Opening 18 December 2016, Barrydale
Since its inception in 2010, the Barrydale giant puppet parade and performance has become a landmark creative event in this small farming town on the R62 in the Klein Karoo. This annual site- specific community puppetry performance event that involves nearly 200 local learners, youths and performers, is a creative collaboration between the Handspring Puppet Trust (and Handspring Puppet Company Creative team), the award winning NPO Net vir Pret based in Barrydale and the University of the Western Cape’s HSRC flagship. This year, the Handspring Puppet Company’s award winning head designer, Adrian Kohler (who designed and created the horses for War Horse), with the help of upcoming puppet making team Ukwanda (headed by Luyanda Nogodlwana) will be bringing to life a herd of size Elephants in the magnificent landscape of the Tradouw Valley. Directed and choreographed by Aja Marneweck with original sound composition by Simon Kohler and local Barrydale musicians Peter Takelo and Gary Crawford, over 120 children will also be making and performing their own puppets with designs guided by Jill Joubert.
Inspired by Lawrence Anthony’s novel the Elephant Whisperer, this year’s performance entitled Olifantland is a re-working of a story about re-connection to these powerful, hugely intelligent creatures. We explore our ancestral connections to elephants and our own potential to tap into their highly developed emotional landscapes and sense of community and family. Elephants are sentient creatures who can provide a moral compass for the way we treat each other and our families, they teach us about how to be better, kinder and more aware human beings. Science is only now bringing to light the almost magical capabilities of elephants to communicate between eachother via subsonic frequencies over vast distances, of their vital contribution to the health and growth of eco-systems and the significance of the ancient migration routes they have followed across our continent for millennia.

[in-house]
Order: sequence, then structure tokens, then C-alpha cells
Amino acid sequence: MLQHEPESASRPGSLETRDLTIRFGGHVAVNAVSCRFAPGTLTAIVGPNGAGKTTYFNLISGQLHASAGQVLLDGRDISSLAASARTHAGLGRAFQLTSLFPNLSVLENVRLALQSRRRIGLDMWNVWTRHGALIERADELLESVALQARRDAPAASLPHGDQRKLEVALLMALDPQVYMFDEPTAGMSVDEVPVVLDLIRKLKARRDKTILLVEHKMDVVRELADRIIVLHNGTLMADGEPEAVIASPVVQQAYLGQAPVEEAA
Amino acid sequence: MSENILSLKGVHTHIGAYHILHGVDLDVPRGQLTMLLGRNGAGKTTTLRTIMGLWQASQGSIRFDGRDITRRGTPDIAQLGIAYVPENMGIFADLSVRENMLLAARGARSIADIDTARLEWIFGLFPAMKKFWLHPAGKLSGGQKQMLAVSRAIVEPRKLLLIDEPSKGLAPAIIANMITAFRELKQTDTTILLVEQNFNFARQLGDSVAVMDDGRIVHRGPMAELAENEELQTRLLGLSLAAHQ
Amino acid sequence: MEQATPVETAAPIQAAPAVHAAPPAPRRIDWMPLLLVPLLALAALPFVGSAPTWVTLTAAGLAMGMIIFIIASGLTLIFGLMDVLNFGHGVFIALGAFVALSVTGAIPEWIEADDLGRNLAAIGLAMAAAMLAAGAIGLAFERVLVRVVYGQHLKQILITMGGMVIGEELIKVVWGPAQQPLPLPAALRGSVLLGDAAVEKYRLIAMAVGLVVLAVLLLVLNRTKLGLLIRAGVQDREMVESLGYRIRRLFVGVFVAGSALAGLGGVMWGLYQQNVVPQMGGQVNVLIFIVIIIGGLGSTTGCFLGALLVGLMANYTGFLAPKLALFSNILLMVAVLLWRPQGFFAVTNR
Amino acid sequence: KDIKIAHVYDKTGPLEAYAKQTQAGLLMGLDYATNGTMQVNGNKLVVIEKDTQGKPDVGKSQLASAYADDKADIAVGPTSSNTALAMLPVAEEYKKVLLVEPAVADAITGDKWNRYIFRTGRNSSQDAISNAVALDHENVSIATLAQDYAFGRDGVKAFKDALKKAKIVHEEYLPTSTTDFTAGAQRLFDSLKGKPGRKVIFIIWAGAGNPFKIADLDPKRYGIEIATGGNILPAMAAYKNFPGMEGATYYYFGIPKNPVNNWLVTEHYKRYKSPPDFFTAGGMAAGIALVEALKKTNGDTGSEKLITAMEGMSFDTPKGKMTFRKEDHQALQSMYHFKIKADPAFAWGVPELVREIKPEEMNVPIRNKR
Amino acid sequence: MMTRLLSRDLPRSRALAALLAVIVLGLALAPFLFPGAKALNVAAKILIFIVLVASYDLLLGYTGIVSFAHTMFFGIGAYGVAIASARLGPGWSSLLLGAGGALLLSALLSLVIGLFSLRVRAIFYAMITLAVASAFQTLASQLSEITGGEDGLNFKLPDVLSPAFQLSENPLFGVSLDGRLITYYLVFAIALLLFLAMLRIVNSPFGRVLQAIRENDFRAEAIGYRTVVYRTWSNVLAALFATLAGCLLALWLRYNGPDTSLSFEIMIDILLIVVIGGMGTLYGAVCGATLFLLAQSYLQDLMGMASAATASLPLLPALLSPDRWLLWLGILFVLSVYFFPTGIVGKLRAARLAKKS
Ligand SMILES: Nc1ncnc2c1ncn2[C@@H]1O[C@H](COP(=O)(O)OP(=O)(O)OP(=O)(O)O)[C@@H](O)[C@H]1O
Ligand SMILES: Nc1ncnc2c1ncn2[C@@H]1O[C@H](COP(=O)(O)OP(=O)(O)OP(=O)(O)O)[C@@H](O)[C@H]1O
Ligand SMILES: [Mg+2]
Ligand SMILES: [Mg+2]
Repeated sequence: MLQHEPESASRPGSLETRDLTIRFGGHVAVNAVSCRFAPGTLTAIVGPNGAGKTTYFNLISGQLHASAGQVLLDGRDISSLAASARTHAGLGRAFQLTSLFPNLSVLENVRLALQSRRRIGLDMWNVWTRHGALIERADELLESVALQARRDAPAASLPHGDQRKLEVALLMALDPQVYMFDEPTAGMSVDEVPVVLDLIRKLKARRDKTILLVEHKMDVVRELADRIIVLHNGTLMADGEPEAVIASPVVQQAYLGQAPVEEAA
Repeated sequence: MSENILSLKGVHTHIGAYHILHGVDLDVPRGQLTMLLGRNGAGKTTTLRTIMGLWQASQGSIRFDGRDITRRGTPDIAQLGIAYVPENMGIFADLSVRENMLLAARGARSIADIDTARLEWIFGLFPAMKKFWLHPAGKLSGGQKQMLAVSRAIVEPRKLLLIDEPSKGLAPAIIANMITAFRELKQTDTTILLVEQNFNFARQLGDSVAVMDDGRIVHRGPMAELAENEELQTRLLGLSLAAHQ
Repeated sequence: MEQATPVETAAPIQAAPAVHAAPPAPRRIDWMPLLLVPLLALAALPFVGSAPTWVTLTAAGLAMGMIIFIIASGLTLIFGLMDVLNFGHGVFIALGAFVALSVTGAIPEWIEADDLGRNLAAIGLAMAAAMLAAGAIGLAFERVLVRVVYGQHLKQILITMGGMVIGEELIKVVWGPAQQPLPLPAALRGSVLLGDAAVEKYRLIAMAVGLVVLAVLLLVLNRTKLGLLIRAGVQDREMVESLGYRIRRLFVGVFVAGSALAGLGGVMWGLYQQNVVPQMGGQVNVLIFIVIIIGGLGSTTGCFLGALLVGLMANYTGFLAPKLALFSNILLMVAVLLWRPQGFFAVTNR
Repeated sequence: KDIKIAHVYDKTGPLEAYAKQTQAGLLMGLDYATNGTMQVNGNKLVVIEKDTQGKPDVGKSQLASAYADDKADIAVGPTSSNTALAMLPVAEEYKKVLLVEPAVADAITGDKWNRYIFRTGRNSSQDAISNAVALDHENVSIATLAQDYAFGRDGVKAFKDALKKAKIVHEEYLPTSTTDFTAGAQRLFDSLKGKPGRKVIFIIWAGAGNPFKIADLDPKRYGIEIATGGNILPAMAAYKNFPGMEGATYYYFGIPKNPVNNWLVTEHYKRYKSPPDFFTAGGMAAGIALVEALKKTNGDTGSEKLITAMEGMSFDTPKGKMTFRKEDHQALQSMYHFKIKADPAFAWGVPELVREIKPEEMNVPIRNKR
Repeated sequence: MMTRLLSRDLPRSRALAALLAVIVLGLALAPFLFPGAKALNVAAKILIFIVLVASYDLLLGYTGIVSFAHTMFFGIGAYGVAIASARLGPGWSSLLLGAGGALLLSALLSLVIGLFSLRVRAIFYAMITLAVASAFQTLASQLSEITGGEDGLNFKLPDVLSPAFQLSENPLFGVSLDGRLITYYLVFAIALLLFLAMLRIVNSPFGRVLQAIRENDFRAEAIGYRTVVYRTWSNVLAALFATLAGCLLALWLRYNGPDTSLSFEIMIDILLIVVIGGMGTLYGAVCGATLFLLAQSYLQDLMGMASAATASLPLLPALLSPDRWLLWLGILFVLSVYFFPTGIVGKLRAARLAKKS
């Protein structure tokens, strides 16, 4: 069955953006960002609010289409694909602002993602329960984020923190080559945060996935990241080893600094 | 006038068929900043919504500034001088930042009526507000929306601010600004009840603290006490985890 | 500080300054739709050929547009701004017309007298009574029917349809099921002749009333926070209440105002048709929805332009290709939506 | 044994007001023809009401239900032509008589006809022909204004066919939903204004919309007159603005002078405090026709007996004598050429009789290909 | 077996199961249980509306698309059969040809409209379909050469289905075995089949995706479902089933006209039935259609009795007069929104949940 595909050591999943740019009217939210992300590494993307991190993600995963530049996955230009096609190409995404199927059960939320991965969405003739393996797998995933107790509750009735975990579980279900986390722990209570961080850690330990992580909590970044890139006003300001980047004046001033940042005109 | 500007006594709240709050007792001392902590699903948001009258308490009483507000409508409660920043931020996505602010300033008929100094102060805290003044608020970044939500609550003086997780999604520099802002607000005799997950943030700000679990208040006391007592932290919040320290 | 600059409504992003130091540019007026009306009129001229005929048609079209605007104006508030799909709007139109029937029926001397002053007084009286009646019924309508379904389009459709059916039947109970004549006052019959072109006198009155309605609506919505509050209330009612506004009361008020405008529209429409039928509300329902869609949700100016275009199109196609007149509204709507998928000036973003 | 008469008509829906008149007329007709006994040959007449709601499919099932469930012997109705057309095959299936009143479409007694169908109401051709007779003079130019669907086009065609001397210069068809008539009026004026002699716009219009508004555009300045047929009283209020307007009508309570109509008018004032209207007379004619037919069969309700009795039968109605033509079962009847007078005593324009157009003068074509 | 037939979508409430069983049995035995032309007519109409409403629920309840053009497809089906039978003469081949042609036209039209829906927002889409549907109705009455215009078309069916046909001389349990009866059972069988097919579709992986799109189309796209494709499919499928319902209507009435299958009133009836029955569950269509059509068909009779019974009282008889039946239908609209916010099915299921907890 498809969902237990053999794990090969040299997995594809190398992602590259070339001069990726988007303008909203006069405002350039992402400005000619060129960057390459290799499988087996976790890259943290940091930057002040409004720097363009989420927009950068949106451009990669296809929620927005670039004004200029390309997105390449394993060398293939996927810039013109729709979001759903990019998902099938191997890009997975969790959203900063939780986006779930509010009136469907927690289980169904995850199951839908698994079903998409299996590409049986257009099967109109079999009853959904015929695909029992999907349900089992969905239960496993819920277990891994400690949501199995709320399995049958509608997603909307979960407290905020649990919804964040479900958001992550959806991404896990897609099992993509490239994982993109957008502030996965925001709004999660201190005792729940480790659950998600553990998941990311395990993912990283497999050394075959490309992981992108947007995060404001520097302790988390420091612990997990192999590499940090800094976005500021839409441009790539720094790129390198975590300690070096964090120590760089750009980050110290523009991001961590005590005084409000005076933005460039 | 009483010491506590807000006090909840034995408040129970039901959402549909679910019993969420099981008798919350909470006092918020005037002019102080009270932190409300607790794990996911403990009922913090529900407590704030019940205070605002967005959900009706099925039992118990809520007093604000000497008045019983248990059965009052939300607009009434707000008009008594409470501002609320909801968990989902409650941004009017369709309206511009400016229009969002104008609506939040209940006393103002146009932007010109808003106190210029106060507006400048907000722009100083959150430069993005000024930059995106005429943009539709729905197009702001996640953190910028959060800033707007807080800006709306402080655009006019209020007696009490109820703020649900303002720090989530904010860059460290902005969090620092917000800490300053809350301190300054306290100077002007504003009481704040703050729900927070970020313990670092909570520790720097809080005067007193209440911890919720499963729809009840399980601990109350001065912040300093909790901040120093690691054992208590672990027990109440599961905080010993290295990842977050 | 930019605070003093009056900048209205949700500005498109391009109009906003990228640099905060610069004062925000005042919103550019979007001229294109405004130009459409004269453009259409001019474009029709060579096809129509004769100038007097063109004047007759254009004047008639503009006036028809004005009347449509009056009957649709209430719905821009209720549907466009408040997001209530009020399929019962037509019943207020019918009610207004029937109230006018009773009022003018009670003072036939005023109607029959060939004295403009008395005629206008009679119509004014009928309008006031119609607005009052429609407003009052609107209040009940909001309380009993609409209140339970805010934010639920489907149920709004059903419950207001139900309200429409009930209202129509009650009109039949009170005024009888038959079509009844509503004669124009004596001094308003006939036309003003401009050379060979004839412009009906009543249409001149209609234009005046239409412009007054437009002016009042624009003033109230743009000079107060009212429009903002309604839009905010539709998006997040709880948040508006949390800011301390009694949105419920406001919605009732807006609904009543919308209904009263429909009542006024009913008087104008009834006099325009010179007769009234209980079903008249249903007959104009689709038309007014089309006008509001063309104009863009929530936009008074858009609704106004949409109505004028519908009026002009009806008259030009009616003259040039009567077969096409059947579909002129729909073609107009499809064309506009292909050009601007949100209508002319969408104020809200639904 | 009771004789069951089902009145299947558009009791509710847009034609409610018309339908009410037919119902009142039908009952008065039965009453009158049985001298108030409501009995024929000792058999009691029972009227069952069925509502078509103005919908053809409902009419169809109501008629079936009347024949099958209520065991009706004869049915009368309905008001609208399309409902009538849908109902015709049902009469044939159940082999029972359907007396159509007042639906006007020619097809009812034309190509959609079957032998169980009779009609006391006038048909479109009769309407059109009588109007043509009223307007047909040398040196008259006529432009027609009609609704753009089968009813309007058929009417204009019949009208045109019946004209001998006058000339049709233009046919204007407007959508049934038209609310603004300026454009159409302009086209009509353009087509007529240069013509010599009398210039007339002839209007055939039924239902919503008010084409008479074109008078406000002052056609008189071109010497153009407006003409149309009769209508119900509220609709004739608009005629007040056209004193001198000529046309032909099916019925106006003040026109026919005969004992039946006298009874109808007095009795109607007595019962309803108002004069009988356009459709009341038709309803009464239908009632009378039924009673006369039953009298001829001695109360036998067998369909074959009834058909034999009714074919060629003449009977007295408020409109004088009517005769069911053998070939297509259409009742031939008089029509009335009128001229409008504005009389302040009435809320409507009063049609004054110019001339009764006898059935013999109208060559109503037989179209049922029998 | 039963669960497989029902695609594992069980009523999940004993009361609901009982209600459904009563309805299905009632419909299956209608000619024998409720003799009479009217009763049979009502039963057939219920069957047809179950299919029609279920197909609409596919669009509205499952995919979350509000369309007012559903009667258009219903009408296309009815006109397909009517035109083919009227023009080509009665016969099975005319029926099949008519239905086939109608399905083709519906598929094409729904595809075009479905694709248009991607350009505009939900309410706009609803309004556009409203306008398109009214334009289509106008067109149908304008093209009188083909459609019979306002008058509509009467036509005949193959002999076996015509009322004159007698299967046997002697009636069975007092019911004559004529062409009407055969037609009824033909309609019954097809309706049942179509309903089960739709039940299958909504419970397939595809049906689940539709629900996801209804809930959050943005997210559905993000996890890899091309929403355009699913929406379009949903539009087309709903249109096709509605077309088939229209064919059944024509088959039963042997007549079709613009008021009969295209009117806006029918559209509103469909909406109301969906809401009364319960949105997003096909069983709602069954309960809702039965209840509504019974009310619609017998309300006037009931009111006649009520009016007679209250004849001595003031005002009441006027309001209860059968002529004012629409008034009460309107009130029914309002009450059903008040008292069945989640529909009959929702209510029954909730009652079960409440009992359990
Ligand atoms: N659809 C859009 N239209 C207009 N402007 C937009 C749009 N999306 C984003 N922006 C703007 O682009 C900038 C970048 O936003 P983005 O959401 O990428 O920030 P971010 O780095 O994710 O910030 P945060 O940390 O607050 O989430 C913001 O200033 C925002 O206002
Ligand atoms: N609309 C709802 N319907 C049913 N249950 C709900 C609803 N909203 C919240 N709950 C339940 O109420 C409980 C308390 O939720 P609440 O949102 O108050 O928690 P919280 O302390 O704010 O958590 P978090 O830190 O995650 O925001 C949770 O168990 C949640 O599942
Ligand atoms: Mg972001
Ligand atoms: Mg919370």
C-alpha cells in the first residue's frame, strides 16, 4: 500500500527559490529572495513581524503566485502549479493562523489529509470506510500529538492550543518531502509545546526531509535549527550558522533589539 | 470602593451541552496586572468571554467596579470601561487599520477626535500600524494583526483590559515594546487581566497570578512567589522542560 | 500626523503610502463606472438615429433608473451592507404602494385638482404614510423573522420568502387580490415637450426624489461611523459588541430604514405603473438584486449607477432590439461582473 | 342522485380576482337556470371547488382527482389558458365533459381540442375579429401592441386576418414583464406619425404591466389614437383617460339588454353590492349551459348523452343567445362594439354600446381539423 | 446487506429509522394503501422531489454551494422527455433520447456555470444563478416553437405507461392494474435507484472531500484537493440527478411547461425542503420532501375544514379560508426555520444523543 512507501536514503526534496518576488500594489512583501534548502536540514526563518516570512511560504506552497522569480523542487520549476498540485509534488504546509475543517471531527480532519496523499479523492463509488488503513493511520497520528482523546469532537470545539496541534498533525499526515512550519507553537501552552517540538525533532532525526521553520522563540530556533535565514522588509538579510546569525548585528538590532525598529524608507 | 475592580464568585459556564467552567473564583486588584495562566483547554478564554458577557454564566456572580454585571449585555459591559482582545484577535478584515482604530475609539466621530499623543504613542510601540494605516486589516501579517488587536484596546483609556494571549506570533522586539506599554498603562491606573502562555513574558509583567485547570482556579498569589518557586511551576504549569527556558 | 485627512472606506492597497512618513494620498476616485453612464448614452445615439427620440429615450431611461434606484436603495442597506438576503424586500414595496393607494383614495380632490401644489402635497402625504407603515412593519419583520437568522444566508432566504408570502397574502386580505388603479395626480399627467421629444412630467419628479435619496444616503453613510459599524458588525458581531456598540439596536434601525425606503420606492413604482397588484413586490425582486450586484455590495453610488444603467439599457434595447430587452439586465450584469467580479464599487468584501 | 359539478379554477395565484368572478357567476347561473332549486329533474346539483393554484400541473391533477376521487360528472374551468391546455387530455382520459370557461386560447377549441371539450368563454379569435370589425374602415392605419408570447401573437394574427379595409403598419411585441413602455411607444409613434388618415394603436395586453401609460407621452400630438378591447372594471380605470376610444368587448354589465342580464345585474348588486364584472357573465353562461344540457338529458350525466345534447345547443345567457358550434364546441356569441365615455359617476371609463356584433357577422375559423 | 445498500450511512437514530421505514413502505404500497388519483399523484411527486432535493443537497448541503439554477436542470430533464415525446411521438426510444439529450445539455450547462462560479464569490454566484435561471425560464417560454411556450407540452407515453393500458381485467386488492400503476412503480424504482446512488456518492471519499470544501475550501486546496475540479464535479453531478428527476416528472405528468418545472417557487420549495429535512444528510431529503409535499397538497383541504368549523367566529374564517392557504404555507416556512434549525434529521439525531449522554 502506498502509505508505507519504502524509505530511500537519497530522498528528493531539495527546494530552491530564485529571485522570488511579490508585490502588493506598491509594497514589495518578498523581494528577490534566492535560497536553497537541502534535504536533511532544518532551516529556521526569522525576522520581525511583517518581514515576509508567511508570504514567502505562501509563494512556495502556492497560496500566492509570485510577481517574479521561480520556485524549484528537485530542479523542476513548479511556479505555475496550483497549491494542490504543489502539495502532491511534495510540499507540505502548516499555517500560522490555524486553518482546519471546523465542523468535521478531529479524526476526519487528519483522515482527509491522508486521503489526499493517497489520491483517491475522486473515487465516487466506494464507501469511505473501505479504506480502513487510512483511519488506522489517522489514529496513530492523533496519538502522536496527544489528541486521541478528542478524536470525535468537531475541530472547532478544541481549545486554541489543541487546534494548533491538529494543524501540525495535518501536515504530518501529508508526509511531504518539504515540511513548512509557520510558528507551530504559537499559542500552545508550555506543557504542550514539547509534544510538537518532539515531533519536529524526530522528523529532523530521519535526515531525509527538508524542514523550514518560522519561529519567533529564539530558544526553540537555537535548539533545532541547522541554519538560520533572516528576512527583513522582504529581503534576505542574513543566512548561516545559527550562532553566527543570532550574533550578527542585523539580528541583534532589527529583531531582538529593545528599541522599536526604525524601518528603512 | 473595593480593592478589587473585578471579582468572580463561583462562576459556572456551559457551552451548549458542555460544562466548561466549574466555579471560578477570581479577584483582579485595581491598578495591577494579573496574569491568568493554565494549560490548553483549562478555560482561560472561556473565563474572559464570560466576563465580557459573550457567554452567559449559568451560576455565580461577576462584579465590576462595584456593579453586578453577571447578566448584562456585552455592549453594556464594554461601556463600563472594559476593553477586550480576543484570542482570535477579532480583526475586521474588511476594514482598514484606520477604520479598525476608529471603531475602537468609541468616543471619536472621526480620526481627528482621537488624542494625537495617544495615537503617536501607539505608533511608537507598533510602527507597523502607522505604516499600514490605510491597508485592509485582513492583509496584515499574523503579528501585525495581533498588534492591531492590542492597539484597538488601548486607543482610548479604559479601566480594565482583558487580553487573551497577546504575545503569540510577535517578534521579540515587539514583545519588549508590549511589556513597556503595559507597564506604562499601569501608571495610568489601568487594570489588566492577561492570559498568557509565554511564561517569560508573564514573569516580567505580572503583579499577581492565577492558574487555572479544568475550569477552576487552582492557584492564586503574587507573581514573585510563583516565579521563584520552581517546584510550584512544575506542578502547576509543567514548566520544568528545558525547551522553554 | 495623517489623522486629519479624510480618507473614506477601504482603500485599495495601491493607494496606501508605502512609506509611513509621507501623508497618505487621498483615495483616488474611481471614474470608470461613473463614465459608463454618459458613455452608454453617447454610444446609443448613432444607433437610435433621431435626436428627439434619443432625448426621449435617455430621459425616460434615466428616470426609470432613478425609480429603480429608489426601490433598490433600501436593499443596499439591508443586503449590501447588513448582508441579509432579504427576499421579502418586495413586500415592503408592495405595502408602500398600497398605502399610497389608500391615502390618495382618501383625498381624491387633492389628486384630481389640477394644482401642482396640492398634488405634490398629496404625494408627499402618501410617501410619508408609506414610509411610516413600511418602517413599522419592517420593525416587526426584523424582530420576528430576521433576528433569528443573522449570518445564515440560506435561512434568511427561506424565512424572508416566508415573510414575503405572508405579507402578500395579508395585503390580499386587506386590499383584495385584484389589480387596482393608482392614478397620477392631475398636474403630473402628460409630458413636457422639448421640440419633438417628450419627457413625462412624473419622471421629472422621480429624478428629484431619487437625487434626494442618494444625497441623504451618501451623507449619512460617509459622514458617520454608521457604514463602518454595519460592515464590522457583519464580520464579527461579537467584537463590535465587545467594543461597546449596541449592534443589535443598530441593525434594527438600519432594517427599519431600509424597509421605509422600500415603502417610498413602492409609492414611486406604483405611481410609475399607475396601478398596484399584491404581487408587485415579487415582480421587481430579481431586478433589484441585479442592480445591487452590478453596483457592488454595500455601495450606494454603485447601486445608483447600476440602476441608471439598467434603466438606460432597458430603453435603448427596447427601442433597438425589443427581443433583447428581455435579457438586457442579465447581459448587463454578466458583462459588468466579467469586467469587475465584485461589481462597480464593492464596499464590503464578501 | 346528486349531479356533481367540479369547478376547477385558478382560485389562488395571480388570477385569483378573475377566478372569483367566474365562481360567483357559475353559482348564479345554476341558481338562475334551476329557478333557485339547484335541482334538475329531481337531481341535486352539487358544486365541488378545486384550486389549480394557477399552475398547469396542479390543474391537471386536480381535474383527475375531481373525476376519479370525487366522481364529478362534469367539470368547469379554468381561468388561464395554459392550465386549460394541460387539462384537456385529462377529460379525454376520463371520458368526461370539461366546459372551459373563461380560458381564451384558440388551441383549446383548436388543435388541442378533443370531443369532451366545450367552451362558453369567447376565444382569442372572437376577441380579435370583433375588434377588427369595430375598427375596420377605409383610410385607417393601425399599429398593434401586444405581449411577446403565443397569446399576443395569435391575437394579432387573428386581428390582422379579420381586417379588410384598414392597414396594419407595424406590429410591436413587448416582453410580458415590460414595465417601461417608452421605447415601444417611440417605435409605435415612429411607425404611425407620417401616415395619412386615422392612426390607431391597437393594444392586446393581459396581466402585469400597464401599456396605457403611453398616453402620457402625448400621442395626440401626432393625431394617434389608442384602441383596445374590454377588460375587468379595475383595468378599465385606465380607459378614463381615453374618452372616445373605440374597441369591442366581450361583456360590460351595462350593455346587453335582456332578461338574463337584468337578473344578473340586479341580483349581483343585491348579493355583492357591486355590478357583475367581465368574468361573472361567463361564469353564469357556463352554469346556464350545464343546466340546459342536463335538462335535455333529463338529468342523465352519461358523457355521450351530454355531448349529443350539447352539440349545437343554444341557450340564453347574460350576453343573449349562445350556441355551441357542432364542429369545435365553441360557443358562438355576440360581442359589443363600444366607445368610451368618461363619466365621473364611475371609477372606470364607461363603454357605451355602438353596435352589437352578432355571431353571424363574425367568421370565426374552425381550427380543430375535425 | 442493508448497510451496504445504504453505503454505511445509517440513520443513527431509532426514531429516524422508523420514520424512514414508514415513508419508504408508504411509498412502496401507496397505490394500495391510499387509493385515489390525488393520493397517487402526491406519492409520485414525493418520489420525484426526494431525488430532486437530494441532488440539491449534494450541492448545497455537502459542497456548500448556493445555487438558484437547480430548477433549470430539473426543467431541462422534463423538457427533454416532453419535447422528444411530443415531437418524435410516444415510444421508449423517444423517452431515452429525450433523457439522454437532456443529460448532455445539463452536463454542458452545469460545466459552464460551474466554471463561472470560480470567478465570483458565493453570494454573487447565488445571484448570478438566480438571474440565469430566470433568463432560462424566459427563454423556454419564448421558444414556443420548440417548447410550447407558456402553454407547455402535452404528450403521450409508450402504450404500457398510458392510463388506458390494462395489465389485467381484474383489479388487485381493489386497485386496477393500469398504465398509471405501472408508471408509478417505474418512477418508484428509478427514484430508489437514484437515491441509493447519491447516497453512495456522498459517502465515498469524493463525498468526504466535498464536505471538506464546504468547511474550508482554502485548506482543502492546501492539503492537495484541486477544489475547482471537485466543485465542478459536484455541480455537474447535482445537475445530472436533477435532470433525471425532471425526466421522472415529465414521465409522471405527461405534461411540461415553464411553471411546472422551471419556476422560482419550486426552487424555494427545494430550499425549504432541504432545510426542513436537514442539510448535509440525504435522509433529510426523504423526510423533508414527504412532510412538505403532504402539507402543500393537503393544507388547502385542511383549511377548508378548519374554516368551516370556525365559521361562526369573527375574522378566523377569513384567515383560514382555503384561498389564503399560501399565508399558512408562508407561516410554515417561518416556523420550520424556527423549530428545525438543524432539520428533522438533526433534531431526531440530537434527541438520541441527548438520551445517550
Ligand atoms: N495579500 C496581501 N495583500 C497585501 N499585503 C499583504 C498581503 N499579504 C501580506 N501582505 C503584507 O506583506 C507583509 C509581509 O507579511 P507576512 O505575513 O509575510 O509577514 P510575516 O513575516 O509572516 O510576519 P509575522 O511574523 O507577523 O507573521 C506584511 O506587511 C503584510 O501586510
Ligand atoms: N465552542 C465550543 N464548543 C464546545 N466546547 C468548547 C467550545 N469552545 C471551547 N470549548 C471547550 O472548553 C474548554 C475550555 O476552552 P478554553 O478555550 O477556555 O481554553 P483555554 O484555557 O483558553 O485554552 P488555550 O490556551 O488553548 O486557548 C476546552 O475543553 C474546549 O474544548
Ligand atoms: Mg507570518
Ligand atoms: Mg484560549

Yet the incessant demand for ivory, continued habitat loss and increasing human conflict paint a bleak future for the survival of African elephants. Despite the ban on the international trade in ivory, African elephants are still being poached in large numbers. Tens of thousands of elephants are being killed every year for their ivory tusks. The survival of the African elephant has never been at such risk.
The piece will provoke as much as it will inspire us. It seeks a new way into sharing resources where local communities can lead in a viable and mutually beneficial way to preserve our animals and land. It calls us to look at our relationship with elephants as well as eachother. It asks what place elephant conservation has in a country where the majority of our citizens still fight daily for basic human rights, food, land, water and education. In the current South African political and economic climate, how can the preservation of nature and the land sit within systems that uphold equal land ownership, true aandeeling for farming communities (shared resources and ownership) and viable community upliftment initiatvies. The answers are neither forthcoming nor easy.
Through life size puppetry and collaborative creativity, Olifantland will explore these vital questions whilst also igniting the land and people in a communal celebration of the possibilities of life, shared dreams and hope
-written by Aja Marneweck, Olifantland Creative Director